Growing Semantic Vines for Robust Asset Allocation

Knowledge-Based Systems, 165 pp 297-305

Posted: 21 Nov 2018 Last revised: 21 Jan 2019

See all articles by Frank Xing

Frank Xing

Nanyang Technological University (NTU)

Erik Cambria

Nanyang Technological University (NTU)

Roy E. Welsch

Massachusetts Institute of Technology (MIT); National Bureau of Economic Research (NBER)

Date Written: February 1, 2019

Abstract

The vine structure has been widely studied as a graphical representation for high-dimensional dependence modeling, depiction of complicated probability density functions, and robust correlation estimation. However, the number of candidate vine structures grows exponentially as the number of elements increases, making the specification of the best vine structure a challenging issue. In this article, we propose to leverage semantic prior knowledge of assets extracted from their descriptive documents to find a suitable vine structure for financial portfolio optimization. A vine growing algorithm is provided and the robust covariance matrix estimation process is performed on this vine structure. The experiments show that our construction of a semantic vine is superior to the state-of-the-art arbitrary vine-growing method. The effectiveness of using semantic vines for robust correlation estimation for the classic asset allocation model on a large scale is also demonstrated.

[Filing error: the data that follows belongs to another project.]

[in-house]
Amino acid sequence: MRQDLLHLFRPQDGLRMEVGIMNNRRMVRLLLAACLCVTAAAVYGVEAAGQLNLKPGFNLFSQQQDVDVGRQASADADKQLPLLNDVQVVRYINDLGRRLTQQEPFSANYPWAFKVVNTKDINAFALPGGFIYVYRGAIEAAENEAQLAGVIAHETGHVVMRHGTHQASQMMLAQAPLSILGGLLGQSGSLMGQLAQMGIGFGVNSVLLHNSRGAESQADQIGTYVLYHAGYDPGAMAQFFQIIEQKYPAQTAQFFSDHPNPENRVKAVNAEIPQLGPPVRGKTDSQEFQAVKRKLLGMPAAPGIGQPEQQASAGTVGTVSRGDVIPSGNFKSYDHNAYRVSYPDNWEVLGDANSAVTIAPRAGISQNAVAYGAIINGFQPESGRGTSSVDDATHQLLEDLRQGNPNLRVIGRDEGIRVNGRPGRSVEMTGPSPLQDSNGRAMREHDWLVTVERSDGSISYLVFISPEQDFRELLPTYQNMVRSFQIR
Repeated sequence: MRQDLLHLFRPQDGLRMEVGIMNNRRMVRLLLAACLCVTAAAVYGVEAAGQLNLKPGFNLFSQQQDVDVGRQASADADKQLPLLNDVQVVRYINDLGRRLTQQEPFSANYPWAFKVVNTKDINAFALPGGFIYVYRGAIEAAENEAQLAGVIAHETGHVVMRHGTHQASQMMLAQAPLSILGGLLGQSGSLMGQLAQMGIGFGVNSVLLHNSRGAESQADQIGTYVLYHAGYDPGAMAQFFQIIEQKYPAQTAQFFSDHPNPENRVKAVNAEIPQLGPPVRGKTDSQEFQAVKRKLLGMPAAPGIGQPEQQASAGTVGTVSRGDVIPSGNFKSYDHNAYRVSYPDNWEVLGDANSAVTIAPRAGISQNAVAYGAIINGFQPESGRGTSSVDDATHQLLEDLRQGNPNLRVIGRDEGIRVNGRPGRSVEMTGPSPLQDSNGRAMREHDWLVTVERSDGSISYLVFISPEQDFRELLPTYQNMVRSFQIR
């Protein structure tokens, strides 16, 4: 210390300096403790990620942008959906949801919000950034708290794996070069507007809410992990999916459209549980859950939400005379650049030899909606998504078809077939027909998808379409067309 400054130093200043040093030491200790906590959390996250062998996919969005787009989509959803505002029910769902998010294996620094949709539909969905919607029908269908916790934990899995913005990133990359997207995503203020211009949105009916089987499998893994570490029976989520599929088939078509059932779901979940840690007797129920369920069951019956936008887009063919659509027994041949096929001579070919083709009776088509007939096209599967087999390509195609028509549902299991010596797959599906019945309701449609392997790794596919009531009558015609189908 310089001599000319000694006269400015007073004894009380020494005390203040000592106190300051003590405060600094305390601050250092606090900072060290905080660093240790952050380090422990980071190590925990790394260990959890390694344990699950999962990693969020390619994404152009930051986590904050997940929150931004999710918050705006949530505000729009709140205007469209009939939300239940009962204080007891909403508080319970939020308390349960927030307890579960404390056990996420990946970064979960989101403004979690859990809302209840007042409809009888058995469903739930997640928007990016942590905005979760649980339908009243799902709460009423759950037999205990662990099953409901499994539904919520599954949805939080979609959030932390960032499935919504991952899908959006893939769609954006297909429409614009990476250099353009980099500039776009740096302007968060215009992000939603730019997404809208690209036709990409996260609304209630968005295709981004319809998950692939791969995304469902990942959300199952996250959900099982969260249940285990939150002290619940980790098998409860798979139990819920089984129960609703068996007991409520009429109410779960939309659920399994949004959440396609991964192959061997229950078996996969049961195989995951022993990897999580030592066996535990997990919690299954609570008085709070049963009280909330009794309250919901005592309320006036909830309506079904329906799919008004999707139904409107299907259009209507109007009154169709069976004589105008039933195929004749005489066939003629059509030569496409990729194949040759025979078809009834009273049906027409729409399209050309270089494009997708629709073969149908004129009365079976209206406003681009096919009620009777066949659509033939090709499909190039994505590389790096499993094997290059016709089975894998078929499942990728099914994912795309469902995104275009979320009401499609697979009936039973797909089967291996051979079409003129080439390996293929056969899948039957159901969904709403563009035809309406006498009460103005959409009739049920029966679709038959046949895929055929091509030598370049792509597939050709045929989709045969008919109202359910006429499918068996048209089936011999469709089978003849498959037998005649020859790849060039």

Keywords: Vine, Dependence Modeling, Semantic Analysis, Asset Allocation, Robust Estimation, Financial Text Mining

JEL Classification: C44, C63, G11

Suggested Citation

Xing, Frank and Cambria, Erik and Welsch, Roy, Growing Semantic Vines for Robust Asset Allocation (February 1, 2019). Knowledge-Based Systems, 165 pp 297-305 . Available at SSRN: https://ssrn.com/abstract=3275132

Frank Xing (Contact Author)

Nanyang Technological University (NTU) ( email )

S3 B2-A28 Nanyang Avenue
Singapore, 639798
Singapore

Erik Cambria

Nanyang Technological University (NTU) ( email )

S3 B2-A28 Nanyang Avenue
Singapore, 639798
Singapore

Roy Welsch

Massachusetts Institute of Technology (MIT) ( email )

E53-383
Cambridge, MA 02139
United States
617-253-6601 (Phone)
617-253-6601 (Fax)

National Bureau of Economic Research (NBER)

1050 Massachusetts Avenue
Cambridge, MA 02138
United States

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